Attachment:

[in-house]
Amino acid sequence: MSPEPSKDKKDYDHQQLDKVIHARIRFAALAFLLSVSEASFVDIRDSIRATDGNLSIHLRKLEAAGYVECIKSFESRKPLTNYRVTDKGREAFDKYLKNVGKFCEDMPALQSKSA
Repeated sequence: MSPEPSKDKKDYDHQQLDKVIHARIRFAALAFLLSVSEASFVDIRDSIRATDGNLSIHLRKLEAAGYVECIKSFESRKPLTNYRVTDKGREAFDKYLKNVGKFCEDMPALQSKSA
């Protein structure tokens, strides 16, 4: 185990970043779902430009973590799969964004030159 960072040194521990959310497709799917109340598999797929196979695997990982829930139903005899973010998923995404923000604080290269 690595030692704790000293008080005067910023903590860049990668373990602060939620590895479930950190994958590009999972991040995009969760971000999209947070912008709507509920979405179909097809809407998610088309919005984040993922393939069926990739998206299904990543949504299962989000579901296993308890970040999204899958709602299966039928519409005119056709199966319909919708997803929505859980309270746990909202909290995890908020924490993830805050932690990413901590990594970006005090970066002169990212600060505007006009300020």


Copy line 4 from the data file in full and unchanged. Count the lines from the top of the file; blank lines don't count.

């Protein structure tokens, strides 16, 4: 185990970043779902430009973590799969964004030159 960072040194521990959310497709799917109340598999797929196979695997990982829930139903005899973010998923995404923000604080290269 690595030692704790000293008080005067910023903590860049990668373990602060939620590895479930950190994958590009999972991040995009969760971000999209947070912008709507509920979405179909097809809407998610088309919005984040993922393939069926990739998206299904990543949504299962989000579901296993308890970040999204899958709602299966039928519409005119056709199966319909919708997803929505859980309270746990909202909290995890908020924490993830805050932690990413901590990594970006005090970066002169990212600060505007006009300020």